11. On July 23, 2001, shortly after receiving the shares from Genin, OTC Live began to sell the First Capital stock on the open market, ultimately netting approximately $3,285.
12. No registration statement was filed with the Commission or was in effect as to the First Capital shares sold by OTC Live. Because OTC Live had obtained the stock from a person directly or indirectly controlling or controlled by First Capital, or under direct or indirect common control with First Capital, with a view to distributing the stock to the public, the stock was not exempt from registration. As a result, the securities were restricted and could not be sold to the public within a year after they were acquired by OTC Live. Therefore, the securities transactions described above violated Sections 5(a) and 5(c) of the Securities Act.
13. In July 2001, Genin, on behalf of First Capital, hired another stock promoter, Stock News Media, to promote First Capital. On or about July 20, 2001, First Capital entered into a contract with Stock News Media, under which Stock News Media would undertake an advertising campaign for First Capital in exchange for cash or purportedly unrestricted shares of the company. Koziol, then President of Stock News Media, negotiated the arrangement with Genin.
14. To pay Stock News Media for the advertising campaign, Genin transferred to Stock News Media a total of 44,500 First Capital shares from a brokerage account over which Genin held power of attorney.
15. On or about July 23, 2001, Stock News Media began its promotion of First Capital by featuring an audio interview with Genin on the OTCNetStocks.com website along with links to First Capital's press releases.
16. On July 30, 2001, Stock News Media began to sell the First Capital shares it had received from Genin on the open market, ultimately netting approximately $7,235. During the period that Stock News Media was promoting First Capital, Koziol caused Stock News Media to transfer to himself approximately $3,300 in compensation.
17. No registration statement was filed with the Commission or was in effect as to the First Capital shares sold by Stock News Media. Because Stock News Media had obtained the stock from a person directly or indirectly controlling or controlled by First Capital, or under direct or indirect common control with First Capital, with a view to distributing the stock to the public, the stock was not exempt from registration. As a result, the securities were restricted and could not be sold to the public within a year after they were acquired by Stock News Media. Therefore, the securities transactions described above violated Sections 5(a) and 5(c) of the Securities Act.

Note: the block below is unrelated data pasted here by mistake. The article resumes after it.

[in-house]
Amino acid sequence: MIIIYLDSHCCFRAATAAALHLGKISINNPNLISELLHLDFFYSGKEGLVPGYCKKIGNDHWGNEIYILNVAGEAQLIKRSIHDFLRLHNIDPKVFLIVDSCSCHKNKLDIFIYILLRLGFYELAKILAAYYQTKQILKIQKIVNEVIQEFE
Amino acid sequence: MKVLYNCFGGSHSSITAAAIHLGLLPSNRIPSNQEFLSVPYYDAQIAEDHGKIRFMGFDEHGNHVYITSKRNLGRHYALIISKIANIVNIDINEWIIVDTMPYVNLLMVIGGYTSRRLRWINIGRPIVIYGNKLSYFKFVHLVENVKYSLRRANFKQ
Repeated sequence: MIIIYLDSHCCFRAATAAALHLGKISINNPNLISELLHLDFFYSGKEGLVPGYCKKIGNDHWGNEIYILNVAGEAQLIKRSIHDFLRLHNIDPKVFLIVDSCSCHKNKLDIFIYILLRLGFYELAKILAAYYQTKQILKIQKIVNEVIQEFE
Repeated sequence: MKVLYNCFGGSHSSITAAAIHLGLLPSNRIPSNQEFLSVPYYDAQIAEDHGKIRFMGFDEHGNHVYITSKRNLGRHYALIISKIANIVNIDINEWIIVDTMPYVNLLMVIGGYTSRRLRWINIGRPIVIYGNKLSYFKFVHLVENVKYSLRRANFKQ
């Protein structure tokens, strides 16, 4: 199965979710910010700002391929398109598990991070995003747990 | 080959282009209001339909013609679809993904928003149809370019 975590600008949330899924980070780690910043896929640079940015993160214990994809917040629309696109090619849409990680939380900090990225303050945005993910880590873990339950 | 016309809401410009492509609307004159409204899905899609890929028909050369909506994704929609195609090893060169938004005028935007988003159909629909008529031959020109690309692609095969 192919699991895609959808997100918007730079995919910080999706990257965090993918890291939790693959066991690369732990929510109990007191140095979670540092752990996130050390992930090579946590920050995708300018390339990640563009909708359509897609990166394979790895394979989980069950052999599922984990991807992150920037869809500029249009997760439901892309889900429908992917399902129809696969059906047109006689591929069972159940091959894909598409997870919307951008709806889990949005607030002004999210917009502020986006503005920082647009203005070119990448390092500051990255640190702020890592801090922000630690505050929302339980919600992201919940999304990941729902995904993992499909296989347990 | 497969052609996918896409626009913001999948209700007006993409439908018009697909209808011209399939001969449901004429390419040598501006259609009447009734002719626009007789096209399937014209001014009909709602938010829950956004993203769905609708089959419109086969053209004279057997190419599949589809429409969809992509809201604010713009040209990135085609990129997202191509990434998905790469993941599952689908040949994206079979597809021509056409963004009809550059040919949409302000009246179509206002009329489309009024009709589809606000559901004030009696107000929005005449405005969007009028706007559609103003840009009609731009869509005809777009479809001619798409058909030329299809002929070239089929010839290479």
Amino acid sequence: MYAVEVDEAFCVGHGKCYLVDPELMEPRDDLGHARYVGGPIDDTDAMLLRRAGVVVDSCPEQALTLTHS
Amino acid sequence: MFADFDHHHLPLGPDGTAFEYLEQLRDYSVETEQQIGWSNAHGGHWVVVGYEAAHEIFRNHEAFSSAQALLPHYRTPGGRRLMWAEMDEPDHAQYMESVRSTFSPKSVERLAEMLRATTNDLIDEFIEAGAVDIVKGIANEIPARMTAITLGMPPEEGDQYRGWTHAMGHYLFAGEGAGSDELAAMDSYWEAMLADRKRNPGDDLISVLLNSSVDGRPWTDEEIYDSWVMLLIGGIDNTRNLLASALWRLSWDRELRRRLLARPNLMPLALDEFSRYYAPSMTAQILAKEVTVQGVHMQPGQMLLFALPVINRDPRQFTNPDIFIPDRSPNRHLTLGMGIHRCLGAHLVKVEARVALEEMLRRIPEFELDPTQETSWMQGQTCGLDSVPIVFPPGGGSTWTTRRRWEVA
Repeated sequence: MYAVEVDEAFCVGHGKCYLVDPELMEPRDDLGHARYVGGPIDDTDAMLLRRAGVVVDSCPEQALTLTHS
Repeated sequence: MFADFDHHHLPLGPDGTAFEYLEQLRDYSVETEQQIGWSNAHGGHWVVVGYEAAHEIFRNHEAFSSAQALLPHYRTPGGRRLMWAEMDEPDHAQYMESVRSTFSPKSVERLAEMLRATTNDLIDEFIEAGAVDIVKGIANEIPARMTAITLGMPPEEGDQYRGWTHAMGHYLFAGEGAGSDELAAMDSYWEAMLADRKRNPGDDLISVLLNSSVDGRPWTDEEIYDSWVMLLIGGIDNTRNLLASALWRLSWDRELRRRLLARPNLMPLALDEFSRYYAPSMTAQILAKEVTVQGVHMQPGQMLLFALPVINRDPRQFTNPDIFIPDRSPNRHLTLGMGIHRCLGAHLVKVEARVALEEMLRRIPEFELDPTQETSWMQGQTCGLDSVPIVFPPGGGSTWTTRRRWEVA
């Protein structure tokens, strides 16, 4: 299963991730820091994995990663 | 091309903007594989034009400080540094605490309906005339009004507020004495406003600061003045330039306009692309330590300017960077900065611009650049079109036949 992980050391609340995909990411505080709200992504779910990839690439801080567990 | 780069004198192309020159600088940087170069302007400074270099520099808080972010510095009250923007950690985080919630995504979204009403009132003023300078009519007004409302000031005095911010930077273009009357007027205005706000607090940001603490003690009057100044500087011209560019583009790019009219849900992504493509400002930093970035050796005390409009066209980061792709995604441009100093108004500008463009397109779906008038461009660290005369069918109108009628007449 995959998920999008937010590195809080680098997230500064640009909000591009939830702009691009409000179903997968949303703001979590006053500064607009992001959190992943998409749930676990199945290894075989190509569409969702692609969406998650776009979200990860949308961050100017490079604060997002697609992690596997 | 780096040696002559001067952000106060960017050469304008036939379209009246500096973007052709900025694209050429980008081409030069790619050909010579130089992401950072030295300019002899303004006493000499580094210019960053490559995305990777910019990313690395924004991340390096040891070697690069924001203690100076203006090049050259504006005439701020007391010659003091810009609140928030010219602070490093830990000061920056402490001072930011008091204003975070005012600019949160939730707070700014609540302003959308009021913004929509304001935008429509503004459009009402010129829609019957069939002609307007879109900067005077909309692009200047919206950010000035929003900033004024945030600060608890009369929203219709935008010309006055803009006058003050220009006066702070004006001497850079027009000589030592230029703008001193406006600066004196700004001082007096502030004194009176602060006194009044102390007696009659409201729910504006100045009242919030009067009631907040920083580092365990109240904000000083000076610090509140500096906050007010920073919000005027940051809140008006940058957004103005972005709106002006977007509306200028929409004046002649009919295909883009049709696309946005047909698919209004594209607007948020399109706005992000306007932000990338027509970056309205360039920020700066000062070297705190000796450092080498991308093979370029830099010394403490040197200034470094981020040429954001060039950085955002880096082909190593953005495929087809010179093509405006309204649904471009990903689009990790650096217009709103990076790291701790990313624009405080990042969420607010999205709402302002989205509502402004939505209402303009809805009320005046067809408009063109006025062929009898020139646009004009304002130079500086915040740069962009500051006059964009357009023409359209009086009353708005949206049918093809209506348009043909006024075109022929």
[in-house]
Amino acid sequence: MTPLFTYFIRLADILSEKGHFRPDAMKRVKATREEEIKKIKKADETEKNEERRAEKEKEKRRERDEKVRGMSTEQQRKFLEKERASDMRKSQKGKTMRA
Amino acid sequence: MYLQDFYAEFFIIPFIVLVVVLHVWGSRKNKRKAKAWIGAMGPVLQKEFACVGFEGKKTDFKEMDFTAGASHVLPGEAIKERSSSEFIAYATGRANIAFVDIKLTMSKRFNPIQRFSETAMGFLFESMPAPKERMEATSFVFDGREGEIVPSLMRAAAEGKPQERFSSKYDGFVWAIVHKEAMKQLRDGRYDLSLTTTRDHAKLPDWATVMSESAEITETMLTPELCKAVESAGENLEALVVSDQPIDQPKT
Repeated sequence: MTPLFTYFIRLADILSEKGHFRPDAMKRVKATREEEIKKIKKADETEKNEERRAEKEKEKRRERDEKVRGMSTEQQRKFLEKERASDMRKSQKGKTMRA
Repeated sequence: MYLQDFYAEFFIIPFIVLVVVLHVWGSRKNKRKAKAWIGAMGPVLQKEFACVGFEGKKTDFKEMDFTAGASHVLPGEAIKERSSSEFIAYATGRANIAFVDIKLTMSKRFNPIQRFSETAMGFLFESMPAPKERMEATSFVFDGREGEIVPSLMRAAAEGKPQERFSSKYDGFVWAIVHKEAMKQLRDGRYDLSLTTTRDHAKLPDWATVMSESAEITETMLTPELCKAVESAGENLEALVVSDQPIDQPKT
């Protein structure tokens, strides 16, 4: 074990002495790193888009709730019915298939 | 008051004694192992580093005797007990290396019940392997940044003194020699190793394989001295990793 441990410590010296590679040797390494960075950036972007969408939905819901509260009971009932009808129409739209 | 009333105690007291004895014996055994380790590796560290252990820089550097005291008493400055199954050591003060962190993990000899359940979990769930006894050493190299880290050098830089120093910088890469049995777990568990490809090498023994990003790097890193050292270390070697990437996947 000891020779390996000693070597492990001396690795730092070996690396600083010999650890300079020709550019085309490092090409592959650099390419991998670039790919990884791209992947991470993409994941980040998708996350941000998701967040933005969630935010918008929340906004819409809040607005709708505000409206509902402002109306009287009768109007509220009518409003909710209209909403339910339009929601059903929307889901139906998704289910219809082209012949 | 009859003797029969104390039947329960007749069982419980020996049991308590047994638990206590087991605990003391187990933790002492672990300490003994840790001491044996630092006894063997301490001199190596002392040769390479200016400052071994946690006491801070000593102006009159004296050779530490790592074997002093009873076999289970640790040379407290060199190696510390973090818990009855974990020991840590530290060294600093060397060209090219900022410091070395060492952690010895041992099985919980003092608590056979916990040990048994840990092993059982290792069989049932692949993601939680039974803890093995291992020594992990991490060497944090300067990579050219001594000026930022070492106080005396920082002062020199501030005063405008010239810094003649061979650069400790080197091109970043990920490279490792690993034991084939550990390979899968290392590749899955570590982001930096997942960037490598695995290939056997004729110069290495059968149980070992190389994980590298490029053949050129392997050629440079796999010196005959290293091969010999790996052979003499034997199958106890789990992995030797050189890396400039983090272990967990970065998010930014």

18. As a result of the conduct described above, Respondents violated Sections 5(a) and 5(c) of the Securities Act, which prohibit the offer or sale of securities through the mails or in interstate commerce, unless a registration statement has been filed or is in effect as to such securities.
In view of the foregoing, the Commission deems it appropriate to impose the sanctions specified in Respondents' Offers.
Accordingly, it is hereby ORDERED that:
A. Respondents cease and desist from committing or causing any violations and any future violations of Section 5(a) and 5(c) of the Securities Act.
B. IT IS FURTHERED ORDERED that Respondent Koziol shall, within 10 days of the entry of this Order, pay disgorgement and prejudgment interest in the total amount of $3,692.85 to the United States Treasury. Such payment shall be: (A) made by United States postal money order, certified check, bank cashier's check or bank money order; (B) made payable to the Securities and Exchange Commission; (C) hand-delivered or mailed to the Office of Financial Management, Securities and Exchange Commission, Operations Center, 6432 General Green Way, Mail Stop 0-3, Alexandria, Virginia 22312; and (D) submitted under cover of a letter that identifies Edwin M. Koziol as a Respondent in these proceedings, the file number of these proceedings, a copy of which cover letter and money order or check shall be sent to Robert L. Mitchell, Assistant District Administrator, Securities and Exchange Commission, San Francisco District Office, 44 Montgomery Street, Suite 1100, San Francisco, California 94104-4691.
By the Commission.
Jonathan G. Katz
1 The findings herein are made pursuant to Respondents' Offers and are not binding on any other person or entity in this or any other proceeding.